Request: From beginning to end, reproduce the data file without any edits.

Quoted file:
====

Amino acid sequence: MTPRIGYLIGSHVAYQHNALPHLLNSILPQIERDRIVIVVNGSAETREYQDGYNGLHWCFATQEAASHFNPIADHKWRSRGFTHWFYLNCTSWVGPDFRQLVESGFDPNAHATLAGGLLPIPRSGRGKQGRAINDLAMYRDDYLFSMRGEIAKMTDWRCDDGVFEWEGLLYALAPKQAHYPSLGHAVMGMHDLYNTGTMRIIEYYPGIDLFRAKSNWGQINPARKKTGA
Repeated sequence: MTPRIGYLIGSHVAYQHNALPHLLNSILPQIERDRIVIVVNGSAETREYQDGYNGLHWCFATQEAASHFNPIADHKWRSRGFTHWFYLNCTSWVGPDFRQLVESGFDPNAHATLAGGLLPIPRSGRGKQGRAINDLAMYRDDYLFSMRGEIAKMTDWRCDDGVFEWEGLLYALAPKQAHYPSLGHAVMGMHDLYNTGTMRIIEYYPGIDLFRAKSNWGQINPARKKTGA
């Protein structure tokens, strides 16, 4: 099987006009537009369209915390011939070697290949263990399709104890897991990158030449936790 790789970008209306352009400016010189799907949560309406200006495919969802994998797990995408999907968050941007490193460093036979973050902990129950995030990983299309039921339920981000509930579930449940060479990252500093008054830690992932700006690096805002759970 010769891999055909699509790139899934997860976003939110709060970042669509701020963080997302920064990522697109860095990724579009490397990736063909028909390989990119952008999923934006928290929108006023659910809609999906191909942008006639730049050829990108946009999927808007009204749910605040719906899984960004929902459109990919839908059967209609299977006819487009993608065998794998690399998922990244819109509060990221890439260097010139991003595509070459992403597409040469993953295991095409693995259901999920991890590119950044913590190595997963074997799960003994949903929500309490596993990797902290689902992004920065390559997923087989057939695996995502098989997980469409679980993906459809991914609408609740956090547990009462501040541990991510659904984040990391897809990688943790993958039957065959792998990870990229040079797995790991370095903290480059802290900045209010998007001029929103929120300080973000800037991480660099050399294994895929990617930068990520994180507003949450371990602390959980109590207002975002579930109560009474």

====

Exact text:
Amino acid sequence: MTPRIGYLIGSHVAYQHNALPHLLNSILPQIERDRIVIVVNGSAETREYQDGYNGLHWCFATQEAASHFNPIADHKWRSRGFTHWFYLNCTSWVGPDFRQLVESGFDPNAHATLAGGLLPIPRSGRGKQGRAINDLAMYRDDYLFSMRGEIAKMTDWRCDDGVFEWEGLLYALAPKQAHYPSLGHAVMGMHDLYNTGTMRIIEYYPGIDLFRAKSNWGQINPARKKTGA
Repeated sequence: MTPRIGYLIGSHVAYQHNALPHLLNSILPQIERDRIVIVVNGSAETREYQDGYNGLHWCFATQEAASHFNPIADHKWRSRGFTHWFYLNCTSWVGPDFRQLVESGFDPNAHATLAGGLLPIPRSGRGKQGRAINDLAMYRDDYLFSMRGEIAKMTDWRCDDGVFEWEGLLYALAPKQAHYPSLGHAVMGMHDLYNTGTMRIIEYYPGIDLFRAKSNWGQINPARKKTGA
């Protein structure tokens, strides 16, 4: 099987006009537009369209915390011939070697290949263990399709104890897991990158030449936790 790789970008209306352009400016010189799907949560309406200006495919969802994998797990995408999907968050941007490193460093036979973050902990129950995030990983299309039921339920981000509930579930449940060479990252500093008054830690992932700006690096805002759970 010769891999055909699509790139899934997860976003939110709060970042669509701020963080997302920064990522697109860095990724579009490397990736063909028909390989990119952008999923934006928290929108006023659910809609999906191909942008006639730049050829990108946009999927808007009204749910605040719906899984960004929902459109990919839908059967209609299977006819487009993608065998794998690399998922990244819109509060990221890439260097010139991003595509070459992403597409040469993953295991095409693995259901999920991890590119950044913590190595997963074997799960003994949903929500309490596993990797902290689902992004920065390559997923087989057939695996995502098989997980469409679980993906459809991914609408609740956090547990009462501040541990991510659904984040990391897809990688943790993958039957065959792998990870990229040079797995790991370095903290480059802290900045209010998007001029929103929120300080973000800037991480660099050399294994895929990617930068990520994180507003949450371990602390959980109590207002975002579930109560009474």